We have compiled a table of the provisions on allowed exceptions and limitations to patent rights in 13 U.S. FTAs, beginning with NAFTA. The agreements vary considerably, with some only having a 3-step test, one not having a 3-step test at all, some having specific restrictions on the types of compulsory licenses allowed, and some simply making some references to the Doha Declaration on TRIPS and Public Health, with ambiguous legal meaning, as regards what a country can do as regards compulsory licensing of patents. What we ask is that the TPP does not introduce any new standards for compulsory licensing of patents, recognizing that the WTO already regulates this activity in some detail.

We are told by various sources that in 2015, USTR, Australia and others have discussed or proposed some type of fix to protect Article 31 compulsory licenses, and that this issue has been clarified. KEI would like to see the text that addresses this issue, which is perhaps only a sentence. PhRMA and several of their members have access, and we would like to see for ourselves if the clarification addresses our concerns.

Here we note that the U.S. laws on compulsory licenses involve diverse statutes and subject matter. We have statutes that enable compulsory licensing of patents for nuclear energy, the Clean Air Act, biologic drugs, the Tennessee Valley Authority, energy storage and efficient lighting technologies, use by or for federal agencies, and a large number of cases done under competition law, or as a limitation on remedies to infringement, including for example, USTR’s 2013 decision to use Section 337 of the Tariffs Act of 1930 to allow Apple to infringe patents held by Samsung on iPhones and IPADs.

Mere references to the WTO Doha Declaration on TRIPS and Public Health not only are ambiguous as to what exceptions are allowed, but they narrow the space for compulsory licenses to a single subject matter, not covering all medical technologies, and ignoring the importance of all non-medical technologies, including those relevant to standards essential patents, such as the dispute over UNOCAL patents on reformulated gasoline.

3. The TPP standards for damages are contrary to several U.S. statutes, and require an amendment of the Affordable Care Act incentives to disclose patent landscape on biologic drugs.

KEI is frustrated that the damages section in the TPP includes language that rules out any statutory standards for damages that would prohibit a judge from awarding “any legitimate measure of value the right holder submits, which may include lost profits, the value of the infringed goods or service measured by the market price, or the suggested retail price.“ This standard, which goes beyond U.S. standards, is found in paragraphs 2 and 4 of the Article on civil procedures and remedies for intellectual property rights.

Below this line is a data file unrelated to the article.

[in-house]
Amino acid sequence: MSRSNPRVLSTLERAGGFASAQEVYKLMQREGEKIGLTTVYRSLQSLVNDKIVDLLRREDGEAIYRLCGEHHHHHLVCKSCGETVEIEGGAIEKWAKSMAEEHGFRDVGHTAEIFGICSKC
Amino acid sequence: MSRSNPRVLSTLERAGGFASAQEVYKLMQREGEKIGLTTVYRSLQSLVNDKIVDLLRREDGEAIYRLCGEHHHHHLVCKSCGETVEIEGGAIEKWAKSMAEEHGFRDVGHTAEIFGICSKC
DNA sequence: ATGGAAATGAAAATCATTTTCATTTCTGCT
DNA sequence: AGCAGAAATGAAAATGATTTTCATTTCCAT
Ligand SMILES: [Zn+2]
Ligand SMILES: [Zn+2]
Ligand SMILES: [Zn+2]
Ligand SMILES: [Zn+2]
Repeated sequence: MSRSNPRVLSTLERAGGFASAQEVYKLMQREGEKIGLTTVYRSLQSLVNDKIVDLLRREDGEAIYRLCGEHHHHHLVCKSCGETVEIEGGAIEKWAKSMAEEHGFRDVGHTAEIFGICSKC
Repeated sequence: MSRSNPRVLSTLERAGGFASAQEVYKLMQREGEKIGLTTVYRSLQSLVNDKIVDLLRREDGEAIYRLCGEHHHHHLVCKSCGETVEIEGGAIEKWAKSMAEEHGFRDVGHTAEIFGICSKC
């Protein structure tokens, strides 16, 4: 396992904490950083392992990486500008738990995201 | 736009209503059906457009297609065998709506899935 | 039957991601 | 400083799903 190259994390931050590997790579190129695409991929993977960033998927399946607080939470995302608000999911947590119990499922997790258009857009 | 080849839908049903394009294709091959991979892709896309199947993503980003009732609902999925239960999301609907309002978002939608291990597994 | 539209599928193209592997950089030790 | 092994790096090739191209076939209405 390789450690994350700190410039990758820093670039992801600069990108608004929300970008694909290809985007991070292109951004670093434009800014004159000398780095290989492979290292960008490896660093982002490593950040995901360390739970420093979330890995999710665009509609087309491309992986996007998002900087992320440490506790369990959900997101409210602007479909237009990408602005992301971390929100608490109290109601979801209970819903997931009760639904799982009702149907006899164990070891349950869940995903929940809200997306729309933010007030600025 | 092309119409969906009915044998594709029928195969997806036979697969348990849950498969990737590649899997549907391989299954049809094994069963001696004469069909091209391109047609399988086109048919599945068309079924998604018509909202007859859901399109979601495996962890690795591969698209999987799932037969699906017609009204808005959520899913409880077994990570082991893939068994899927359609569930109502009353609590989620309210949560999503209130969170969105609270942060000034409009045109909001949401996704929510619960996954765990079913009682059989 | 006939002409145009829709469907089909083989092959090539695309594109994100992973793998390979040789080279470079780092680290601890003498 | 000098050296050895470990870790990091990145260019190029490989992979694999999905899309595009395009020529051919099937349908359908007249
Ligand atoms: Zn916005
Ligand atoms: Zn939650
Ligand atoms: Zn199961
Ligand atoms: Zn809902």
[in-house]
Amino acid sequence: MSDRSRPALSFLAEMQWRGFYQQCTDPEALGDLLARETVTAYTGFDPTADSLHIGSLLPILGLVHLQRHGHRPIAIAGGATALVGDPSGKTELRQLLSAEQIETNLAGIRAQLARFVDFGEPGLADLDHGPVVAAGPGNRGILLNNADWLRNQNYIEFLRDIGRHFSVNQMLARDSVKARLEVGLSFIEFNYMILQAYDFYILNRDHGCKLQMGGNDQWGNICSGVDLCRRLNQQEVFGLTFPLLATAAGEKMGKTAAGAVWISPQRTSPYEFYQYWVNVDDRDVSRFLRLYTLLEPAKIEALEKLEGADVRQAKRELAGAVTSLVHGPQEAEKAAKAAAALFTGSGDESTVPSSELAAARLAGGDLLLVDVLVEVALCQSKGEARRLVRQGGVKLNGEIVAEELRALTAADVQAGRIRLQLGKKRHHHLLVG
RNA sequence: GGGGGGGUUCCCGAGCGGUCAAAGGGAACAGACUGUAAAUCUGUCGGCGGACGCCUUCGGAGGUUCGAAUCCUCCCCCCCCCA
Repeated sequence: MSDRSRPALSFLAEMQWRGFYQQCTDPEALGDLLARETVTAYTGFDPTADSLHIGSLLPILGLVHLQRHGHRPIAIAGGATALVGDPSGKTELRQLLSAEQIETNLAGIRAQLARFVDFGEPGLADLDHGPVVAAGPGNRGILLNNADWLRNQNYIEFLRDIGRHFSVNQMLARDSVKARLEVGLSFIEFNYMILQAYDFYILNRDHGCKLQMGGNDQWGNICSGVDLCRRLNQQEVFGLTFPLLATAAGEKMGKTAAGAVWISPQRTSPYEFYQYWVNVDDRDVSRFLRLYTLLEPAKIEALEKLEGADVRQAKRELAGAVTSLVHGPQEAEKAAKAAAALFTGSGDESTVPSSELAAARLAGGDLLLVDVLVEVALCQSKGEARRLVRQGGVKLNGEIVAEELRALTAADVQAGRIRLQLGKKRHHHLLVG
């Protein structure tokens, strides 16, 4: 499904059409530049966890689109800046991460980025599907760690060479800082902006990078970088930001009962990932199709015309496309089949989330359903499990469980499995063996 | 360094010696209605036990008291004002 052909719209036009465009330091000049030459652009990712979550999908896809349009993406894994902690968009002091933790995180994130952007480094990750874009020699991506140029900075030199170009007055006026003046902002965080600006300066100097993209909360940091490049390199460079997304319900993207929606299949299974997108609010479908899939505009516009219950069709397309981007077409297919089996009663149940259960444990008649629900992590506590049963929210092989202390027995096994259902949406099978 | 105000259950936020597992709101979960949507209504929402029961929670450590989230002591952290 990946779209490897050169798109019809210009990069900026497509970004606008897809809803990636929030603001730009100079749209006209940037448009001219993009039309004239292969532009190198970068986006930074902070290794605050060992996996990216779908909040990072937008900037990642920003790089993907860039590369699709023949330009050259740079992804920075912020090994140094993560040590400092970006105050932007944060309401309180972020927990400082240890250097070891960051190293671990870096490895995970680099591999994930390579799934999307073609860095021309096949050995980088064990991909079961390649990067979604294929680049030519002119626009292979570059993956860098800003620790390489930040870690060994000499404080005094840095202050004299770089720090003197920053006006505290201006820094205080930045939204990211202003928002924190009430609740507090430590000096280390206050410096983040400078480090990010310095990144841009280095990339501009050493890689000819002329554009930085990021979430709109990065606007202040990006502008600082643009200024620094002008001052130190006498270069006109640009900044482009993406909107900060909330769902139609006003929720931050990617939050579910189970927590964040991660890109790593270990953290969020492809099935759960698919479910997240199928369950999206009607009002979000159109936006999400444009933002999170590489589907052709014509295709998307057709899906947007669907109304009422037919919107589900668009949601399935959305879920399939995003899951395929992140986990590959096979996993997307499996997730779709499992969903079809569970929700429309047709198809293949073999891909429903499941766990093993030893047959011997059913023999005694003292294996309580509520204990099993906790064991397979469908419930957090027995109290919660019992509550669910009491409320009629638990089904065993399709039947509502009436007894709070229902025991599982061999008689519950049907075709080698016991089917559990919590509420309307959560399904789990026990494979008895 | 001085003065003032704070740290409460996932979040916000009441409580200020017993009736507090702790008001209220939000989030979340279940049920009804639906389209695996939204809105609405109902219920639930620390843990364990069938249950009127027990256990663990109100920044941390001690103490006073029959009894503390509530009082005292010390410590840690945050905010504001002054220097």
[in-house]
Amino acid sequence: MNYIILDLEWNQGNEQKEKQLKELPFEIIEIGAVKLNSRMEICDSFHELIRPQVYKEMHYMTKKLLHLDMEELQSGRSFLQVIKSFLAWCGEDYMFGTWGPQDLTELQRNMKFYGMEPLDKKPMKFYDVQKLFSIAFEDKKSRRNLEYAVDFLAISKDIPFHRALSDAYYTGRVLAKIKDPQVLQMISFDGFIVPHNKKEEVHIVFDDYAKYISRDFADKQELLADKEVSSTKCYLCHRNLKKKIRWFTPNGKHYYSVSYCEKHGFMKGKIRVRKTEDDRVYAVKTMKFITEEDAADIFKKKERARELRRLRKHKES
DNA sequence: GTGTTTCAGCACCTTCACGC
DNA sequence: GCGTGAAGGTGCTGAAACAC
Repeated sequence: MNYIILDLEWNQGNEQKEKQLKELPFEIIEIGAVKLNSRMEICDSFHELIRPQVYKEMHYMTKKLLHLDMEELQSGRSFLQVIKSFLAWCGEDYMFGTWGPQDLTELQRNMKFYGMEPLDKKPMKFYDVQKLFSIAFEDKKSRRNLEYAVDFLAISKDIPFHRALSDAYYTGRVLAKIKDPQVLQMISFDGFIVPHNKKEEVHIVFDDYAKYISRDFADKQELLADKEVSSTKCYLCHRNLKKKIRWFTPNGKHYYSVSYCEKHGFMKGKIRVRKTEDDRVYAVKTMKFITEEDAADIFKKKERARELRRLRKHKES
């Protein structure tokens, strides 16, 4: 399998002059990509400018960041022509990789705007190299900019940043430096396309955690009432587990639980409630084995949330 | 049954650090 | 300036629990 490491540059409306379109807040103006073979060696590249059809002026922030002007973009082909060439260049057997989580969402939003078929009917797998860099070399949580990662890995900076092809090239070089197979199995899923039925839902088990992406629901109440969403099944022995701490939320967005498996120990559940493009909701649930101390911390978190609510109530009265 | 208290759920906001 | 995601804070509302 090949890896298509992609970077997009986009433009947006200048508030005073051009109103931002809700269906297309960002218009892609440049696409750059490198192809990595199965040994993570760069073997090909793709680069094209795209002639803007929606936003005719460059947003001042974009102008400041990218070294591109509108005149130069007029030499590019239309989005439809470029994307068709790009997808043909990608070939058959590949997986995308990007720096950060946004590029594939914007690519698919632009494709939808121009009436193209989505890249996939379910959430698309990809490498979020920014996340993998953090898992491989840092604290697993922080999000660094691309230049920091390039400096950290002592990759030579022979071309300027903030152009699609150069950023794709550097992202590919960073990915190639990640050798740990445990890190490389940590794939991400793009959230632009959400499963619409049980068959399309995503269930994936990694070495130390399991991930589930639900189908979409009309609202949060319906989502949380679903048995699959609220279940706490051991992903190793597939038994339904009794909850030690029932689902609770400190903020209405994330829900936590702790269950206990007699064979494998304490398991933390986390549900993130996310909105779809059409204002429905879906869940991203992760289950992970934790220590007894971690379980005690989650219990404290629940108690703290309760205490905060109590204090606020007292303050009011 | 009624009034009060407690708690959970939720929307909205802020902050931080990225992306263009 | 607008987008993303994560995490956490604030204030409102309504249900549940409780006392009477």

TPP Negotiations, Ho Chi Minh
IP Group
Intellectual Property [Rights] Chapter May 16, 2014

Article QQ.H.4: {Civil Procedures and Remedies / Civil and Administrative Procedures and Remedies}

2. Each Party shall provide[156] that in civil judicial proceedings its judicial authorities have at least the infringer to pay the right holder damages adequate to compensate for the injury the right holder has suffered because of an infringement of that person’s intellectual property right by an infringer who knowingly, or with reasonable grounds to know, engaged in infringing activity.[157]

4. In determining the amount of damages under paragraph 2, its judicial authorities shall have the authority to consider, inter alia, any legitimate measure of value the right holder submits, which may include lost profits, the value of the infringed goods or service measured by the market price, or the suggested retail price.

156 – A Party may also provide that the right holder may not be entitled to [AU oppose: either] [AU propose: any] of the remedies set out in [AU oppose: 2 and 3] [AU propose 2, 3 and 8] in the case of a finding of non-use of a trademark. It is understood that there is no obligation for a Party to provide for the possibility of the [AU: any of the] remedies in 2, 3, 7 and 8 to be ordered in parallel.

157 – Negotiator’s Note: US is withdrawing reasonable royalties for patent infringement ad ref pending outcome

We are preparing a separate note for negotiators dealing only with the issue of damages in the TPP. Here, however, we begin with a simple observation — the TPP would require an amendment to the Affordable Care Act (ACA) limitations on damages, in cases where the holder of patents on a biologic drug fails to provide timely and constructive disclosure of the patent landscape on a biology drugs. Among other things, 35 U.S.C. Section 271(6)(B) of the US patent law provides that when patents are not timely disclosed to a potential competitor, the damages for the infringement of a biological product “shall be a reasonable royalty.”